Today I sang my way across the street, and I am on call today.
One admission so far, six potentials drifting in the phantom wind. One four hundred pound histrionic lady with a long history on our staff medicine service, here because her one-month prescriptions from her last admission have run out and she swears that my darling colleague never told her she should follow up with him.
Liar. It's on the paper she signed. The nurses read it to the patients before they go.
But that's par for the course for this woman; she chased her roommate out of the room in tears within fifteen minutes on the floor, she demanded that "That doctor didn't put me on no diet, did she? I gotta eat, them steroids make me." (I did, but only a cardiac one), she is rude and brutal with the nurses - she's called them old, incompetent, and told them they should retire - and that's just on the admission questionnaire - and on a prior admission she was moved from the floor after threatening a nurse. K says R says that she killed someone once, stabbed them in the back, and R knows these things if anyone does.
She's rude and she's mean and she's noncompliant and if I didn't feel an ethical obligation to at least treat everyone fairly (I am fast discovering that some people you just can't like, no matter how hard you try, but at least I can be fair and kind) I would tell her she can take her overbearing, demanding, rude and abusive four-hundred-pound self out the door and come back when she's learned how to act like a human being.
But she has a history of pulmonary embolisms and she's not therapeutic on her INR because she hasn't taken her Coumadin in a week because she was out and the ER doc tried to send her home anyway but she told him she felt awful and she'd come right back if he did. So he called me, snide and catty like ER docs are (he likes me, I think; he talks a lot) and told me about her. Did he ever tell me about her. Sometimes, ER doctors make me laugh. I needed a laugh before dealing with her; it lightened the mood.
I am now practicing benign neglect. I have checked in with the nurses and the labs and the CT of her chest (no PE) and I have done everything but physically round on her a second time, something I generally do when I go to put the H&P on the chart. I will not go in there; it will incite her to still further demands. She was furious enough that she had to be clear liquids only for an hour for the CT. She wanted her doctor to know about it and order that she could eat. Not bloody likely.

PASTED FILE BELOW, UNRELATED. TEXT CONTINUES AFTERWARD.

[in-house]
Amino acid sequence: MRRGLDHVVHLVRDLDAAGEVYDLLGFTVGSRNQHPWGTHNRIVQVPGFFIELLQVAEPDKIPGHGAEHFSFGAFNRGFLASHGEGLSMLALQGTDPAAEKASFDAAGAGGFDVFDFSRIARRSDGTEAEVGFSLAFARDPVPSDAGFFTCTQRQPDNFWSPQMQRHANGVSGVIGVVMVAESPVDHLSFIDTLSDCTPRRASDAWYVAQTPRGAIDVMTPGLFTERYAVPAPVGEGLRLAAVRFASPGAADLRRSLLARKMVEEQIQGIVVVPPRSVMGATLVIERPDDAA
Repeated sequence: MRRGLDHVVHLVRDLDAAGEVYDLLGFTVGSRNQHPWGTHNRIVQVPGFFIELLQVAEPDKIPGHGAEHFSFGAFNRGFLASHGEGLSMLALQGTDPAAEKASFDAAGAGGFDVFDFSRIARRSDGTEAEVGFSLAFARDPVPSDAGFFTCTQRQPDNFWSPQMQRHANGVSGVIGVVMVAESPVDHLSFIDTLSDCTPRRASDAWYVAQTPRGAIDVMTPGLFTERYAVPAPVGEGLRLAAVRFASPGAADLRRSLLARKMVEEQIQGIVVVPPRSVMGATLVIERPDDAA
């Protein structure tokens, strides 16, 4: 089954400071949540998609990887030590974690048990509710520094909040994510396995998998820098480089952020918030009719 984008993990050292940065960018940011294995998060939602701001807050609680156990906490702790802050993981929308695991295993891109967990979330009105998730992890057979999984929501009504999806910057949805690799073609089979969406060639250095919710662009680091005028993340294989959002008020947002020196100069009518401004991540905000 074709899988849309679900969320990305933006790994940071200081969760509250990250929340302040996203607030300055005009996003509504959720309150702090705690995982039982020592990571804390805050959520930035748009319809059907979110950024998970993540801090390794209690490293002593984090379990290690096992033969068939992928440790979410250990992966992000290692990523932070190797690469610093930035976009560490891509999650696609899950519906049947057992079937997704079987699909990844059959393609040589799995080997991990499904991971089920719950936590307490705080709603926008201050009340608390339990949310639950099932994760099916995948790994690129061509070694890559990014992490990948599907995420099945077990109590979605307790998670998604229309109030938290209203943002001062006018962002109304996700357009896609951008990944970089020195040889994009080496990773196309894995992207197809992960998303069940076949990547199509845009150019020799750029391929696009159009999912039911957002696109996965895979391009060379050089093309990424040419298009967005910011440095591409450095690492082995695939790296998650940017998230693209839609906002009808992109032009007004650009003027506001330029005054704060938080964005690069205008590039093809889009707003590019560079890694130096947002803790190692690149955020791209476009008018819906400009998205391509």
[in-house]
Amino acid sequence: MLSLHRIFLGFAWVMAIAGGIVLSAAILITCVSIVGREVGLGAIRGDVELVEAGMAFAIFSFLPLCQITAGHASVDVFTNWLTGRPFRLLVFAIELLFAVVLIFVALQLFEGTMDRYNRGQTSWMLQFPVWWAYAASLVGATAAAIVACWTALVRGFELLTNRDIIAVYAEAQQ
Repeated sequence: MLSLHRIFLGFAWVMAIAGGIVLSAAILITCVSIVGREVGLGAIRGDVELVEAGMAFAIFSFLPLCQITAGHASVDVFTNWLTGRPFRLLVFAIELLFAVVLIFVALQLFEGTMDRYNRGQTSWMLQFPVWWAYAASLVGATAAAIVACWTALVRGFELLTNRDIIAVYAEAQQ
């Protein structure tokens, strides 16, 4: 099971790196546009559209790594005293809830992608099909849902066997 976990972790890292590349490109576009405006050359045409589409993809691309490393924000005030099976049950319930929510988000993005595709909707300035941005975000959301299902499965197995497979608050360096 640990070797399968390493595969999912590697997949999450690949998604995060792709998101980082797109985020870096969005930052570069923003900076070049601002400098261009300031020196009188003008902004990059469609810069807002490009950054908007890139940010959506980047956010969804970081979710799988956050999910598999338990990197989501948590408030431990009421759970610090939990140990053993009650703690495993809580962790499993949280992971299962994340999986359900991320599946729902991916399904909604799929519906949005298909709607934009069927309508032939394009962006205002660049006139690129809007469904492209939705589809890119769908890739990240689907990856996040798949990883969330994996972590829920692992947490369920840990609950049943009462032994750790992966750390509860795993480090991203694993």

The rest of my day has gone smoothly: two patients out the door, two discharge summaries dictated. Progressively, my patient with alcoholic dementia has become more demented; I spent some time this morning talking to him while he conversed with me, his watch, and an invisible friend or two. He doesn't need medical treatment, though. He needs his family and 24-hour supervision and they chose a nursing home that I, fortunately or not, am not following patients at. So I waved goodbye to him this morning and thanked the social worker, who has been tirelessly striving to carry out orders passed down to me from my staff: send him home before he gets sick.
Alcoholic with seizures who went to ICU with frontal lobe contusions five days ago went to the homeless center today; his mother won't take him back again and I don't blame her; he's almost half a century old and has nothing better to do with his time than drink, smoke crack, and freeload off his family. They love him. They don't want to enable him. Tough love. I told his mother that we would do the best we could to put him somewhere safe, and social work (I love social workers) found him an inpatient bed at the rehab unit at the homeless center. Perfect. He's walking and talking and doing everything his bullheaded way, even.
And my forty-day stay I discharged and who came promptly back with a recurrence of pancreatitis is pleasant, requiring less drugs, and GI is helping from the outset now. I hope we can fix him. I want him not to be in the hospital; he doesn't have the money to pay his bills and someone is going to wind up eating the cost. I want him to have a chance to prove to me that he can stay dry, clean, and make something of himself. He's not too old.
Got the address of my patient who died in Hospice. I will send a card to his wife; she was a tiny fragile thing who, I think, may just melt away now that her all-consuming work has disappeared. Signed the death certificate, feeling sort of official at it. Also dictated his discharge summary.
It is nearly nine. I had best sleep soon, O Best Beloved, or who knows when I will get to sleep again?